Simon Storer argues that the whole industry need to start planning for the General Election.
Considering the size of the UK construction industry and its vital role in the country’s economic well being, it still falls short in its ability to influence government thinking and engage regularly with all levels of political discourse. And yes, there has been an increase recently of footage showing the PM and his Chancellor donning yellow jackets and hard hats and wandering around construction sites. But don’t be fooled into thinking this is anything other than government PR and not recognition of construction’s importance to the economy.
Other industries that employ fewer workers and have a smaller impact on GDP are clearly better connected, more influential and present themselves with a unified thinking in a way that construction sadly doesn’t.
There is no doubt that ‘Construction 2025’ provides a positive step for industry and government to work together on a range of strategic long-term goals.
However, for this to be successful, much more needs to be done at the grassroots level in the short term, to embed the necessary cultural change across a number of target groups. Too many reports in the past were enthusiastically welcomed at first and then filed away and ignored. So will issues such as late payment and retentions, and cheapest option over best solution, be resolved by this latest strategic vision, or will it too lie on a shelf collecting dust?
With just under a year to go to the next General Election, the construction industry must gear itself up to engage, access and inform members of parliament who are likely to be sitting in Westminster post May 2015. Establishing a relationship from the off and developing it over the life of the next parliament, will be essential if the industry is to gain widespread understanding and take its rightful place at the heart of Britain’s industrial landscape.
Too many parts of the construction industry still view themselves as ‘the most important’. But a more cohesive approach, implemented by the industry is needed if issues such as investment, growth, renewal and refurbishment as well as how to deliver and measure a sustainable built environment, are not to fall below the political radar, during the next parliament.
In preparation for the run up to the general election there is a number of measures the industry should adopt to expand its reach and initiate healthy dialogue. But this will need a collaborative effort across the industry, from the Strategic Forum for Construction, through numerous trade associations, professional associations and other representative bodies as well as companies, trade media and key individuals and industry ambassadors.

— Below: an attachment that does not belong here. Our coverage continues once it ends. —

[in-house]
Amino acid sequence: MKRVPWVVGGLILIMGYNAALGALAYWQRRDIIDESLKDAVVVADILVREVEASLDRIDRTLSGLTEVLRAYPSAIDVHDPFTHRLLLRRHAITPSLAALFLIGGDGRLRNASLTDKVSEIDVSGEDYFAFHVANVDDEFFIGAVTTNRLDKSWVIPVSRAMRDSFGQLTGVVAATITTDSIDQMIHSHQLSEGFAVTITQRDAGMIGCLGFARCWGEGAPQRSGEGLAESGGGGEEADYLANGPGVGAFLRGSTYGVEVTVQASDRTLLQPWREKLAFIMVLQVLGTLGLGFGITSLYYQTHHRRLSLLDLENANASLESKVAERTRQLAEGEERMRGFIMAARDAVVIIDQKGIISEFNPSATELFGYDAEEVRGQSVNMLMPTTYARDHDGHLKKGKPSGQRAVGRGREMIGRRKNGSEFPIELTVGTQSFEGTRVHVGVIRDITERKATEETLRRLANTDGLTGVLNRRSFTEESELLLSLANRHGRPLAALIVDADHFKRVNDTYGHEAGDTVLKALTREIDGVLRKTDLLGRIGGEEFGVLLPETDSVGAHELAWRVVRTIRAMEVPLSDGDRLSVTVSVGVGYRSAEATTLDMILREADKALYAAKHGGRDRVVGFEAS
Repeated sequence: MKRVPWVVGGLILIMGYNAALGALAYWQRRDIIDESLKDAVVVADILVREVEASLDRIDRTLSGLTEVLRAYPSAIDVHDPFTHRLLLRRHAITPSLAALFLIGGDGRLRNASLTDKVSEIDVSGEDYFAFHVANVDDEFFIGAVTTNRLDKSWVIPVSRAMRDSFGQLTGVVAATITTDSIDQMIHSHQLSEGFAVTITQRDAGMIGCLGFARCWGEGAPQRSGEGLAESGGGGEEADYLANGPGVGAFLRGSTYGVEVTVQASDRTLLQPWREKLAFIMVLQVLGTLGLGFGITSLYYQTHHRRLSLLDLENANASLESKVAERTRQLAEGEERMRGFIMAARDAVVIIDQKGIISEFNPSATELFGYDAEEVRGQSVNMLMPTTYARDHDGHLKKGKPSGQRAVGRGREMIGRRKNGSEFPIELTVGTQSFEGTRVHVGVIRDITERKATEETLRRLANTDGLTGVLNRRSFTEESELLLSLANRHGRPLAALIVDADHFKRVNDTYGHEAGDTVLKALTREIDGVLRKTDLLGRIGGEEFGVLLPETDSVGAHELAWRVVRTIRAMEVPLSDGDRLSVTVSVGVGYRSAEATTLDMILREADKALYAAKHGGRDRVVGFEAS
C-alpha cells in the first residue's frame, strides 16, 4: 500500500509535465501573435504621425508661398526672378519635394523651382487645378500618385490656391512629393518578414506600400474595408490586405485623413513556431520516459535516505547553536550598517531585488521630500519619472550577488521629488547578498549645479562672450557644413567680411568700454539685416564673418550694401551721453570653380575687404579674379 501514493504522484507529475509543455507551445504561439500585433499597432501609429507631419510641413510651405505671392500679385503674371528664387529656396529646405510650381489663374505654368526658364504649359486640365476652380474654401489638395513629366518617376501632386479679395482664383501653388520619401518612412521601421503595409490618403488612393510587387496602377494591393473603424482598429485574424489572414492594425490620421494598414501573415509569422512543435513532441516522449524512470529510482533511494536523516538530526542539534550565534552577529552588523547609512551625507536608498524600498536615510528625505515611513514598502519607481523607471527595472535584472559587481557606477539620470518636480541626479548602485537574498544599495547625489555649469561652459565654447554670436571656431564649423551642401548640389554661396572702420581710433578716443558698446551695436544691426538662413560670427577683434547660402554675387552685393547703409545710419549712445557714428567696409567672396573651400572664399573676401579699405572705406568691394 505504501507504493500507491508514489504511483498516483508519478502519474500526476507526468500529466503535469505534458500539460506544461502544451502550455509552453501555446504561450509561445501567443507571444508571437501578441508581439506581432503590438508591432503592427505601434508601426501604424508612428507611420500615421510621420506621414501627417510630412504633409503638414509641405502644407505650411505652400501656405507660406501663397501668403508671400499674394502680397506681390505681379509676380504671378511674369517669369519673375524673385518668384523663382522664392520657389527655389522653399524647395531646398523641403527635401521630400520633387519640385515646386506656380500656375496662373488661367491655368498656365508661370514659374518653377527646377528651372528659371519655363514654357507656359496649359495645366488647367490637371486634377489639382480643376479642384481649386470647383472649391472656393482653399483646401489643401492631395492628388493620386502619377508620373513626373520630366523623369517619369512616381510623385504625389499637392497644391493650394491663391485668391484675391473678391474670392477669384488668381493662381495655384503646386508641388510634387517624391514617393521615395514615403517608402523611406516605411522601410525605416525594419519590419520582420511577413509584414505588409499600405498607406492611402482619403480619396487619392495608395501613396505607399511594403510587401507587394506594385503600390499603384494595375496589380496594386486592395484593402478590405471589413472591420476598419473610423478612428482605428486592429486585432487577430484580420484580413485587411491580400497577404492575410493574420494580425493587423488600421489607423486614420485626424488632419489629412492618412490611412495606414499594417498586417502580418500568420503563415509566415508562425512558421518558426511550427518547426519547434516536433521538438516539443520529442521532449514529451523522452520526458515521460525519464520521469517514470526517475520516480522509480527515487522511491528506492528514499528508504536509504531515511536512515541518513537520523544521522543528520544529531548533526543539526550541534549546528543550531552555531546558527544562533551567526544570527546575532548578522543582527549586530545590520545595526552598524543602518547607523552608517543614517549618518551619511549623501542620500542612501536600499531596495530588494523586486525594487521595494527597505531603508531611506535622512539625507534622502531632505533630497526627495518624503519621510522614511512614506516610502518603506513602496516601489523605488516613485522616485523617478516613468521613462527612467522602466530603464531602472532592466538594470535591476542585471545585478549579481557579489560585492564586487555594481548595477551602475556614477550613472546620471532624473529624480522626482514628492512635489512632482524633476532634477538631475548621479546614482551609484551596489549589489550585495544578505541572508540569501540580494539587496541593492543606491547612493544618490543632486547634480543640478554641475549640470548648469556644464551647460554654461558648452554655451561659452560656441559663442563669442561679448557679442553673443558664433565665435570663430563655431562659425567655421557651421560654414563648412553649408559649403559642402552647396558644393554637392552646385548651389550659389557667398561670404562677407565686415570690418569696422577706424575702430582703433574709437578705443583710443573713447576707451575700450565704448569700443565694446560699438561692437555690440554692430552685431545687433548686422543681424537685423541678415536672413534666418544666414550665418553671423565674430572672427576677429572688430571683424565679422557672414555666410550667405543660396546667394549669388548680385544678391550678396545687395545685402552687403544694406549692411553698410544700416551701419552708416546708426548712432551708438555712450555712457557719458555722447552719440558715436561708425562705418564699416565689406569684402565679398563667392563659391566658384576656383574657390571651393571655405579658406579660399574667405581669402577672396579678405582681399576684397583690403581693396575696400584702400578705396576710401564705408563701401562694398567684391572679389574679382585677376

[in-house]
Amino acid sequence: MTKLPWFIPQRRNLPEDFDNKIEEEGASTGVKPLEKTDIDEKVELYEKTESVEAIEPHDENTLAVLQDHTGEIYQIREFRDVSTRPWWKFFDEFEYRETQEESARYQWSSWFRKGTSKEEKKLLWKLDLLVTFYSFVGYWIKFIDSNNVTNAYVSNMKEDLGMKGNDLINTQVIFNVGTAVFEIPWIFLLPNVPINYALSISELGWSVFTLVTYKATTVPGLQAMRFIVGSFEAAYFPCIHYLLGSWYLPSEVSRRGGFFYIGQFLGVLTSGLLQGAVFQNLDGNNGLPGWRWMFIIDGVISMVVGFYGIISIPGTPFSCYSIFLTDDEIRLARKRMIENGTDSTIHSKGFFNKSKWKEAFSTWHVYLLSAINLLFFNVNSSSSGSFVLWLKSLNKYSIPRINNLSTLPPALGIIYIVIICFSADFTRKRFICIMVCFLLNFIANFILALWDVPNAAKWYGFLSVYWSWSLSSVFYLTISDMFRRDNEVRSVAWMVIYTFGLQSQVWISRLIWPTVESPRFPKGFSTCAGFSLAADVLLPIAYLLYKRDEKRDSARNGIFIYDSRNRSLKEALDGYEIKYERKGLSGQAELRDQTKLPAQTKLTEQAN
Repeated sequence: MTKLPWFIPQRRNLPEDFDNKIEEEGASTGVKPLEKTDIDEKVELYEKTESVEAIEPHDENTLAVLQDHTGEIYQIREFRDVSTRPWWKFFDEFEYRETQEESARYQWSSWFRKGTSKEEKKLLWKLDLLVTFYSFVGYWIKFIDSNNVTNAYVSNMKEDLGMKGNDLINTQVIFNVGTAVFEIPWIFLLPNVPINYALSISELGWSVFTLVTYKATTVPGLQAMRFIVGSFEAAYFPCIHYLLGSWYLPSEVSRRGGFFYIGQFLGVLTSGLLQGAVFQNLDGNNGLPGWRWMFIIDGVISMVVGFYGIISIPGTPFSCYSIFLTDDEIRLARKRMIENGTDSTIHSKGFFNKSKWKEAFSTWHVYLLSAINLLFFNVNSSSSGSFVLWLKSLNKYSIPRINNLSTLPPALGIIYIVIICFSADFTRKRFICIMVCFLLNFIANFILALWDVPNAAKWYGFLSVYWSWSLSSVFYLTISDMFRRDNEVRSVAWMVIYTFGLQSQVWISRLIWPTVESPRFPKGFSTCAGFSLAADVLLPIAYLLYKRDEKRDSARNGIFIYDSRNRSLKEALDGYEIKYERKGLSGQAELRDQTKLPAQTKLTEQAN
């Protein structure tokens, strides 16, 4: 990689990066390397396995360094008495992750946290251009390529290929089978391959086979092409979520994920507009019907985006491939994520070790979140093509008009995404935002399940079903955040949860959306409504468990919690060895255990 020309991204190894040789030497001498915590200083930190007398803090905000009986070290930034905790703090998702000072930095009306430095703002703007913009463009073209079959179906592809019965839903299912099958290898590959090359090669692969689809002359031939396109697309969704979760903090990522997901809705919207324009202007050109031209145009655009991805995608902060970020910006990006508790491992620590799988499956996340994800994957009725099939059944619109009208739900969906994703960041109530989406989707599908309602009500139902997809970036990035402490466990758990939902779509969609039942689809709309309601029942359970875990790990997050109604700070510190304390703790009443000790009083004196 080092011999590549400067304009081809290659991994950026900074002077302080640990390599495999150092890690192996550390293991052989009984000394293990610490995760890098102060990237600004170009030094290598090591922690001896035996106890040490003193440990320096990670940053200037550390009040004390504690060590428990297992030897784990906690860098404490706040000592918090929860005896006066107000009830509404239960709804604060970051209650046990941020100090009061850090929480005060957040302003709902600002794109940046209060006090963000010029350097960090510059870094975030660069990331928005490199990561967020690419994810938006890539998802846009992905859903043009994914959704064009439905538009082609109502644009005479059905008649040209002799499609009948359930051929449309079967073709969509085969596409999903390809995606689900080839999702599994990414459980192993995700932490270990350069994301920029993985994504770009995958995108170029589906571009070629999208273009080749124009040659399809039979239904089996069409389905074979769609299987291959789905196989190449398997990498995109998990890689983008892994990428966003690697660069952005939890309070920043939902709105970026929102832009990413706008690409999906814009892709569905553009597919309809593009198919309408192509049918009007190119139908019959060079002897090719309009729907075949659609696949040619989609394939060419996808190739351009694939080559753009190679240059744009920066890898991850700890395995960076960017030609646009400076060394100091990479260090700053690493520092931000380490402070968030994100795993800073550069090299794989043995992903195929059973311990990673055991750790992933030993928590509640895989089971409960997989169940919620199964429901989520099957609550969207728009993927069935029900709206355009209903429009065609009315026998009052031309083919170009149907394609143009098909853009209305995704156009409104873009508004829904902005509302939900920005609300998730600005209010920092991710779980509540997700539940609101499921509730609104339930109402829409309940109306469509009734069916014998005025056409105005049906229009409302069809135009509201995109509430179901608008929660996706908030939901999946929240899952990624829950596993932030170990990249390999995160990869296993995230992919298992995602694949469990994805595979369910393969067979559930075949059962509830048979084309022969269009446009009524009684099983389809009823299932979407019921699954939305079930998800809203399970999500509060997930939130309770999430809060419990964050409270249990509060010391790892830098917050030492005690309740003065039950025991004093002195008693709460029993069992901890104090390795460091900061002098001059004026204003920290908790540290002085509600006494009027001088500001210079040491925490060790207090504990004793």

A Construction Manifesto 2015 produced for the General Election will point the next government and wider parliament to the hugely important role the industry plays in ensuring a healthy economy, an efficient and effective transport system, good and effective school buildings, medical facilities and housing, as well as meeting commercial and industrial development demands. It should also stress how important construction is in delivering and implementing sustainable solutions for society and building smart cities- the industry cannot afford another dismal performance like the initial poor take up of Green Deal.
Launching the manifesto as part of a marketing campaign to promote the world class standing of its companies and their outstanding output, construction can highlight how it adds benefit to all our lives as well as what it and the country needs to maintain and develop the built environment.
Already many of those who will be standing at the next election have been announced and as there are still a good number of safe seats, despite the emergence of UKIP, it is not too difficult to target MPs likely to win in 2015.
The industry should be talking to these people, explaining its manifesto and encouraging the parliamentary candidates to visit construction projects, manufacturers sites and similar construction related operations in their prospective constituencies – an important role for representative bodies to co-ordinate visits in conjunction with the myriads of construction companies within their membership.
If the industry hasn’t engaged with these candidates during the general election campaign and then developed that relationship throughout the next parliament it will once again miss an important opportunity to deliver its message.
For too long too many politicians have patted the industry on its head and then moved on to the important business of the day. It’s time this was a thing of the past and it’s within the industry’s reach to change it.
This blog was first posted by CIMCIG on 24 June
Simon Storer is a communications director with particular experience in construction. He can be contacted via LinkedIn.